In a potential blow to small biotechnology firms, the Supreme Court on Monday made it easier for other companies to use their research for drug development without running afoul of patent laws.
In a case that grew out of a dispute between two companies about research pioneered in San Diego, the court unanimously ruled that federal law provides a relatively broad exemption to patent protections for studies on potential new medications. That means that a compound patented by one company could be used by a competitor for its own drug development without paying a licensing fee.
"...The statutory text makes clear that it provides a wide berth for the use of patented drugs in activities related to the federal regulatory process," Justice Antonin Scalia wrote in the court's opinion.
However, the court did not apply the decision to "research tools" like equipment.
The ruling could be bad news for many of San Diego County's biotech companies. They rely on revenue from licensing their discoveries to other researchers, who now may be able to use them free of charge in many instances.
"It's a win for the (bigger) drug companies, for sure," said John Van Amsterdam, an attorney in Boston who specializes in biotechnology and pharmaceutical patents and was not involved in the case.
The high stakes were underlined by the large number of companies and interest groups that intervened, including the AARP. The nation's largest senior citizens advocacy group favored the sort of broad patent exemption granted by the court, arguing it could help drive down pharmaceutical costs by spurring further drug development.That position was echoed by the Justice Department.
Big pharma officials say this week's Supreme Court ruling on drug patents will help their companies develop important drugs more quickly and cheaply.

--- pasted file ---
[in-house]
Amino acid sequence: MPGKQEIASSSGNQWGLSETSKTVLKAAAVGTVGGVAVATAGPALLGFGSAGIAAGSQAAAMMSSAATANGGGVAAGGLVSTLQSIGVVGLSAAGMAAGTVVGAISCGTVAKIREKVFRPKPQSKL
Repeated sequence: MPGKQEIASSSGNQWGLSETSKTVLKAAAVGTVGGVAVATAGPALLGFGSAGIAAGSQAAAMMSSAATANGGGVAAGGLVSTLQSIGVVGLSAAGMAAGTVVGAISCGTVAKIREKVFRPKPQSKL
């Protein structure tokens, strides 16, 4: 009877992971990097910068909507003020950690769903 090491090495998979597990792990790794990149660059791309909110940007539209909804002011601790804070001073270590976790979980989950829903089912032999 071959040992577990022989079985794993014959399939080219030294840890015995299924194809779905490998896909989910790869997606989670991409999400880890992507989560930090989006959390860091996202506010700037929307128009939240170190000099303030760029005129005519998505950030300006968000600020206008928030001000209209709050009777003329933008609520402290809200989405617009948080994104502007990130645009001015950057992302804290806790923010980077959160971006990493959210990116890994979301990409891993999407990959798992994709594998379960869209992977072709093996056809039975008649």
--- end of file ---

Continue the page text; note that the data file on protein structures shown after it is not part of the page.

But other bioscience leaders say the ruling just leads to more questions in a field in which legal issues are becoming as complex as the science.
The high court on Monday expanded the rights of drug companies to experiment with patented compounds and molecules patented by other companies.
The court ruled unanimously that pharmaceutical companies do not infringe on patents during pre-clinical research stages "reasonably" aimed toward eventual approval of a drug by the U.S. Food and Drug Administration.
In the ruling, the latest in a nine-year legal dispute, German drug firm Merck KGaA won its appeal that it has a right to proceed with pre-clinical studies with a certain peptide patented until 2006 by Integra LifeScience Corp. of New Jersey. A peptide is a biological molecule. Merck KGaA is not related to Merck & Co. of the United States.
The court reversed a lower court ruling that the safe harbor established by the Hatch-Waxman Act to exempt experiments from patent infringements applies only to later-stage clinical trials of humans.
Lila Feisee, director of intellectual property for the 1,000-member Biotechnology Industry Organization, said it may be too early to gauge the effect of Monday's ruling on both established companies and fledgling biotechs.
"No, there is no immediate impact. Everyone will continue to proceed [with drug development experiments] as usual -- that is, try it as they go," Feisee said.
The ruling "answers one question, that the exemption is not just limited to clinical studies," Feisee said. "But it opens many more, such as where do you draw the line?"